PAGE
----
Half the nation’s PhD holders are from overseas

In the 1850s, Chinese immigrants referred to the Australian gold fields as Xin Jin Shan, the New Gold Mountain, whereas the Californian gold rush was in decline and had become known as Jiu Jin Shan, the Old Gold Mountain. In the 21st century, a new group of Chinese has come to Australia seeking the gold that is linked to obtaining a degree.

Although universities in many Western countries are enrolling increasing numbers of Chinese, few could match the proportionate flood into Australian higher education, where the offspring of parents in China, Hong Kong, Taiwan and Singapore now number more than 150,000.

These Chinese students represent a startling 45% of the 333,000 from around the world who collectively comprise 27% of the 1.22 million students enrolled on Australian university campuses.

As with most international students, though, the Chinese tend to opt for an undergraduate degree – often in management and commerce but also in the sciences and especially medicine – and only a small minority go on to undertake doctoral studies.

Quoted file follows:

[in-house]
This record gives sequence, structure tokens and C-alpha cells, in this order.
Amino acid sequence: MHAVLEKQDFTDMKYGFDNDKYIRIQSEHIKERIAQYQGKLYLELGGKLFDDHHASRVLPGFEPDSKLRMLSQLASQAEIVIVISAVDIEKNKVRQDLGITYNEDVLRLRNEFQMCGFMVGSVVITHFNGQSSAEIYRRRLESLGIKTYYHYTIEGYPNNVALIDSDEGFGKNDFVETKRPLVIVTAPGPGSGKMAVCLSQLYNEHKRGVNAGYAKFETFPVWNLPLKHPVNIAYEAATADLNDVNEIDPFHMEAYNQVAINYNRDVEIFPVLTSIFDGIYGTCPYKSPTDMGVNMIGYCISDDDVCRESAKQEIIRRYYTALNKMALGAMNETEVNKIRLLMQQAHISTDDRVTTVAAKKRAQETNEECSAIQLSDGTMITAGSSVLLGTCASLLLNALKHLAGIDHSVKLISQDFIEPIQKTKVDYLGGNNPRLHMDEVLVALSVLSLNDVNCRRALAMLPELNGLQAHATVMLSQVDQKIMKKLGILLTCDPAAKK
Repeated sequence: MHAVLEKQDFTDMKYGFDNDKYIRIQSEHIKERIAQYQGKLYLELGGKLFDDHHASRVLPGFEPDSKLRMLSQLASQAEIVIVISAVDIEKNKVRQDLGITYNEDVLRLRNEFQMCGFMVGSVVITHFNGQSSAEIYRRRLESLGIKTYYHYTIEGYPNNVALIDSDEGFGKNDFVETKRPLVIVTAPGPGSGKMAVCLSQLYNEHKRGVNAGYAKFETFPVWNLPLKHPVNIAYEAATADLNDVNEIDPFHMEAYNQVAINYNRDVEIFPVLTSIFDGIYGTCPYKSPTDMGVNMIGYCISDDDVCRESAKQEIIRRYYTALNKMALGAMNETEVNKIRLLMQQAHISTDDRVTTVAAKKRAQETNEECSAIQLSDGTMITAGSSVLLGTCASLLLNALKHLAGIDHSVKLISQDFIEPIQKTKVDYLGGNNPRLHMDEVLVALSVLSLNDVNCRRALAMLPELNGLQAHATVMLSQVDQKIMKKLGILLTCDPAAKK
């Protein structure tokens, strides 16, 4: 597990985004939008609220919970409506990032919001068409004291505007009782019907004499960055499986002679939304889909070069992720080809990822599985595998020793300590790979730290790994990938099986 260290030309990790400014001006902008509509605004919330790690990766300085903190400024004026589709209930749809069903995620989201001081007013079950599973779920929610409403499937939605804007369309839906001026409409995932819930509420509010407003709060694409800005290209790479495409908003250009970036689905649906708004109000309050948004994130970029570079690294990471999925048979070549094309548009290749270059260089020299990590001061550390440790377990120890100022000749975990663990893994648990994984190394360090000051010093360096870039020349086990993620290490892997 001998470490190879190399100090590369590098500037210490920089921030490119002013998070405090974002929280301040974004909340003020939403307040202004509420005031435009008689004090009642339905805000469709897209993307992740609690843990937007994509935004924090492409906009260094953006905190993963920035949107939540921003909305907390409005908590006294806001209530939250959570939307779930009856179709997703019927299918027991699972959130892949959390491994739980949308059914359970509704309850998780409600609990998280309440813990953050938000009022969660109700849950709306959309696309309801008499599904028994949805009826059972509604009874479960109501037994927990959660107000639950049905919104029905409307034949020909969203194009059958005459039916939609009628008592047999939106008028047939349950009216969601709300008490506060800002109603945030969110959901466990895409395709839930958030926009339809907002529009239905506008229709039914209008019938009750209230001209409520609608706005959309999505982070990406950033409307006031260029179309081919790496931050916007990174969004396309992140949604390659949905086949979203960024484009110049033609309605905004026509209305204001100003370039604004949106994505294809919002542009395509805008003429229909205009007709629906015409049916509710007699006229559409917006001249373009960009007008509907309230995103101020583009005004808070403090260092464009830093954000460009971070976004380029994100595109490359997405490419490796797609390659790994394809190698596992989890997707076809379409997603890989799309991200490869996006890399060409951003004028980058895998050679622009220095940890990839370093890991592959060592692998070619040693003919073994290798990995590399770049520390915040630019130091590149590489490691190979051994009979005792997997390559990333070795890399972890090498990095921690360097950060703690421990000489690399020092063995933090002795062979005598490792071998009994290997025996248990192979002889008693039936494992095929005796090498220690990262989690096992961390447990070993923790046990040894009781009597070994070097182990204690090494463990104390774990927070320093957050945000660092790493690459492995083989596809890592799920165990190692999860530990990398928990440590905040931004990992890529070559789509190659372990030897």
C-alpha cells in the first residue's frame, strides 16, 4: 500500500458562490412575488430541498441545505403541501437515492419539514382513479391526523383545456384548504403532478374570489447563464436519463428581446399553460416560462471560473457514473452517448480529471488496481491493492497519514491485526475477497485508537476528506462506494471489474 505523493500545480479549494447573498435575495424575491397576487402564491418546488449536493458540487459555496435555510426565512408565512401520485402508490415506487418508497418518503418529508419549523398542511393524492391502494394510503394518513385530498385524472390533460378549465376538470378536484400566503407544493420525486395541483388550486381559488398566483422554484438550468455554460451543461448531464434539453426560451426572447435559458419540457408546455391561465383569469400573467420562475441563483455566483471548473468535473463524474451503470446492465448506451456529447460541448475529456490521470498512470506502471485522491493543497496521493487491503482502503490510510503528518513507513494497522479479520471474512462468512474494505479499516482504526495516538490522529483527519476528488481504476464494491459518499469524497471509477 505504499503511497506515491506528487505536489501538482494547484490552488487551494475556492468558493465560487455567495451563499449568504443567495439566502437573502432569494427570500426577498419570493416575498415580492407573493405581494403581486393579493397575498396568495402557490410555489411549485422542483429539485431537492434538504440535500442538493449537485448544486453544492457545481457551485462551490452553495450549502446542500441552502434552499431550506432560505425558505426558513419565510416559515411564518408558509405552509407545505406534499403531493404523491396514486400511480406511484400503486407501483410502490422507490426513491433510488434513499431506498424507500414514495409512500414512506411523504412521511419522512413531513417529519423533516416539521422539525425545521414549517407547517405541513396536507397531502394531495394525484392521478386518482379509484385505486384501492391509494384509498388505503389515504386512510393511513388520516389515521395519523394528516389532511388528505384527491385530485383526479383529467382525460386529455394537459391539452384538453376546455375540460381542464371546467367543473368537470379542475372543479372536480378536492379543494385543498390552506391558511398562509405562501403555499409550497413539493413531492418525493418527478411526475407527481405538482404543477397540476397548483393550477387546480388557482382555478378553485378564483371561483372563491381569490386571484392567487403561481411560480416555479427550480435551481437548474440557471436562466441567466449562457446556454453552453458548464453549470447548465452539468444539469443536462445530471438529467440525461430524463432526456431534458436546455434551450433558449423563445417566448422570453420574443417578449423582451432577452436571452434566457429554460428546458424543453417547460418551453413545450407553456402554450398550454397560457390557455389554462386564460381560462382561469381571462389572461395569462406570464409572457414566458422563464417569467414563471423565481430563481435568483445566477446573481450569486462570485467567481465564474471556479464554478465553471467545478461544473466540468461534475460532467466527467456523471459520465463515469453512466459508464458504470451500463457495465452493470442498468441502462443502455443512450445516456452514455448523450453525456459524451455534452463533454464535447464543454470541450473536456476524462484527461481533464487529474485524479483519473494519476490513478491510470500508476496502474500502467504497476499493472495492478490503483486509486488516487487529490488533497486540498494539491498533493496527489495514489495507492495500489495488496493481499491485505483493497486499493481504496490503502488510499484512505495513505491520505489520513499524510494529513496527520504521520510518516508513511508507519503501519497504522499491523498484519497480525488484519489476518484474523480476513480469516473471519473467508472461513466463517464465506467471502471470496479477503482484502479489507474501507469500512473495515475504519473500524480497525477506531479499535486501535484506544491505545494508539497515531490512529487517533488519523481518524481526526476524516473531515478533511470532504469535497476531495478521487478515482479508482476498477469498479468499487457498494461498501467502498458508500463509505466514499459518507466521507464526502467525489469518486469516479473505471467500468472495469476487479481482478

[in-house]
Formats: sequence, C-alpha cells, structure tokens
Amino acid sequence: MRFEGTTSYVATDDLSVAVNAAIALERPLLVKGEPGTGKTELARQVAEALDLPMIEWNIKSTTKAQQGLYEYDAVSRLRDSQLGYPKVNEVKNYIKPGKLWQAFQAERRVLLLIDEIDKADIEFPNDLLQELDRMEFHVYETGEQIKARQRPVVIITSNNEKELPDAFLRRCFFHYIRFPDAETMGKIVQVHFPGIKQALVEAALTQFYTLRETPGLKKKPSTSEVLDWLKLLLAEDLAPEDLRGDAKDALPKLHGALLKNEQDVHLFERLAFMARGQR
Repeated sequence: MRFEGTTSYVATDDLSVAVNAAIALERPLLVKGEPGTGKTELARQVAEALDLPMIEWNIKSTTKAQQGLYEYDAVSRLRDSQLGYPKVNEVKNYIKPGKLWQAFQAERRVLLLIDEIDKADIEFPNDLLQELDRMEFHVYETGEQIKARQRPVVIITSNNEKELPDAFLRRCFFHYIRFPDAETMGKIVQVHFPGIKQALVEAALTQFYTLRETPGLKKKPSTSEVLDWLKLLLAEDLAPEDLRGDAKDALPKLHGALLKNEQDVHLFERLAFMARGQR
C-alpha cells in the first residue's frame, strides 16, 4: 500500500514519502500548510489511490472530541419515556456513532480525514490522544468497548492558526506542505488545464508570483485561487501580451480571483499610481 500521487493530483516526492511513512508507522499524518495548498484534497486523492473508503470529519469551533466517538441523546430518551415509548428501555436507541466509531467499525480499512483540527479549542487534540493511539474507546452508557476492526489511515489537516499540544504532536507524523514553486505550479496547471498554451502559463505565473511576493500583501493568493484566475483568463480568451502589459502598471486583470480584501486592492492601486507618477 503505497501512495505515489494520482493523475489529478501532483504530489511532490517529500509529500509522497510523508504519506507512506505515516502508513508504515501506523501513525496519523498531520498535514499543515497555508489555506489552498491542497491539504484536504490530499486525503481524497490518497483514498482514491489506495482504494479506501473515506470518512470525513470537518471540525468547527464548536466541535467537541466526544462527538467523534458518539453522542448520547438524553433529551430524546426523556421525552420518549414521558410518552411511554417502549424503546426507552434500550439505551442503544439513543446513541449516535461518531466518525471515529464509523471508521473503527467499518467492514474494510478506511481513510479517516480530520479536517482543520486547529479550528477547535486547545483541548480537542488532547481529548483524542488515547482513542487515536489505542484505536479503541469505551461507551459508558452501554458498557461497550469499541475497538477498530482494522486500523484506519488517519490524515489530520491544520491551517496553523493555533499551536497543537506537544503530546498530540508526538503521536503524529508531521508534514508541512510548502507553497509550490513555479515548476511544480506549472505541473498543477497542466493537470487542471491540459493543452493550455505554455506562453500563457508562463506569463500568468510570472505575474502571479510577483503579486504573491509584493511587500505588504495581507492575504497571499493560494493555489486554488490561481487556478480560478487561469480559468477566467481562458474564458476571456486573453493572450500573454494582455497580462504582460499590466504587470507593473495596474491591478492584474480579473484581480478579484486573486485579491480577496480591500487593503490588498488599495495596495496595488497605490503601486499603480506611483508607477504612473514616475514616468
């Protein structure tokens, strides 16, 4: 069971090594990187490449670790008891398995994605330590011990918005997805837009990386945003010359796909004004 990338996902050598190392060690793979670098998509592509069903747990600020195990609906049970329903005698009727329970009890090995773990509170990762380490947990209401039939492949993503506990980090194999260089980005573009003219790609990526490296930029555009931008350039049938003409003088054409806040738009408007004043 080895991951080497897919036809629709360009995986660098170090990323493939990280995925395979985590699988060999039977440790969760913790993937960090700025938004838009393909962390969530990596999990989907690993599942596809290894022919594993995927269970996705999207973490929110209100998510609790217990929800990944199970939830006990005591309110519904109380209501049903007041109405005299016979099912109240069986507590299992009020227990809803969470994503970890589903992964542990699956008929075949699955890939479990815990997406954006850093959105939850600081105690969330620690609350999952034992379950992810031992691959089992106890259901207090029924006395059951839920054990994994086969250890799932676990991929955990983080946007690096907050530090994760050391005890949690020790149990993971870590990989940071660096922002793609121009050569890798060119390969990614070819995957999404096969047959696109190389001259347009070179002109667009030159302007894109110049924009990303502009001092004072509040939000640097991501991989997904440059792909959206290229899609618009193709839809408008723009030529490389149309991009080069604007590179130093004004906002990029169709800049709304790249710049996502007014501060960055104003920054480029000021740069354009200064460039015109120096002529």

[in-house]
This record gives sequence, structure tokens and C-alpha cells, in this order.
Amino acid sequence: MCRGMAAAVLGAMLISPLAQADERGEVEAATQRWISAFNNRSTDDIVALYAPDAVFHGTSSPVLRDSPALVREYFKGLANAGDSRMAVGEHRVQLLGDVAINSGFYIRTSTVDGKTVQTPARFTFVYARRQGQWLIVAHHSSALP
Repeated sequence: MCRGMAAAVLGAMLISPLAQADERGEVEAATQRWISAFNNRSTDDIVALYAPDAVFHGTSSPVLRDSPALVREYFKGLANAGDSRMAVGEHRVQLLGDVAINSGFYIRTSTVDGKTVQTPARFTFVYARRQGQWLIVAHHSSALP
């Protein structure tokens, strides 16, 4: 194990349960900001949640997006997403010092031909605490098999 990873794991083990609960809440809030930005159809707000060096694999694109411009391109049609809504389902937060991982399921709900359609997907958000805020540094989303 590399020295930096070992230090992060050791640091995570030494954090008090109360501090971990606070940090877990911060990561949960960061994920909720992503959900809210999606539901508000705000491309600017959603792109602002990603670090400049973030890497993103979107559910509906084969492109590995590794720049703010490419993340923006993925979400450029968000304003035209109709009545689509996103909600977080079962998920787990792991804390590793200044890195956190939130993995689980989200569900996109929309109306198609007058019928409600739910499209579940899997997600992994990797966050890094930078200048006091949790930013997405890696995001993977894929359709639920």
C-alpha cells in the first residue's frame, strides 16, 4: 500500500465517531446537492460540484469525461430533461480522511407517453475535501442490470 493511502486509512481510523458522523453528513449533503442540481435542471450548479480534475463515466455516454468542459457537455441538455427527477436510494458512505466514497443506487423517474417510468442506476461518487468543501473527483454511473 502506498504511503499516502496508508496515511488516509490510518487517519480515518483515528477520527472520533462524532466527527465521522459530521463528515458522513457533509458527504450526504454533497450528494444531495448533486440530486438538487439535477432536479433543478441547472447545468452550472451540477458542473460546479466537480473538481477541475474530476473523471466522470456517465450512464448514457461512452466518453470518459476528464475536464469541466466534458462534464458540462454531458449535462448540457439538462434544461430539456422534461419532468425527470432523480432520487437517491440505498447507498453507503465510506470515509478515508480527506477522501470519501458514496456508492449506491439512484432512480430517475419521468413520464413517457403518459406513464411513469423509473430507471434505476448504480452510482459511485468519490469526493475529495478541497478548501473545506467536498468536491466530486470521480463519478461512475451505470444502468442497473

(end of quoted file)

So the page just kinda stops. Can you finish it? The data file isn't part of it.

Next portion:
In fact, of the 300,000 Australian and international students who were awarded a university diploma or degree in 2011, 108,000 were from overseas and of these a mere 2,000 had completed a PhD.

The global mobility typical of those seeking or being awarded a doctorate tends to cease when foreign students obtain their degrees in Australia, and a significant proportion stay on as permanent residents.

Monash University demographer Dr Bob Birrell points out that government amendments to the immigration rules in recent years mean that a student who earns a PhD will now almost certainly qualify for a residency visa.

“Gaining a place in higher education, particularly at the postgraduate level, is now seen by international students as a pathway into Australian residency,” Birrell says.

“In the early 2000s, relatively few foreign postgraduates stayed on, but with the huge expansion in their numbers and the government’s relaxation of migration requirements, that has changed; now a PhD virtually guarantees the student a permanent stay in this country.”

Australian Bureau of Statistics figures show that of the 118,400 people – out of a population of 23 million – who held doctorates in 2011, at least half were born elsewhere around the globe.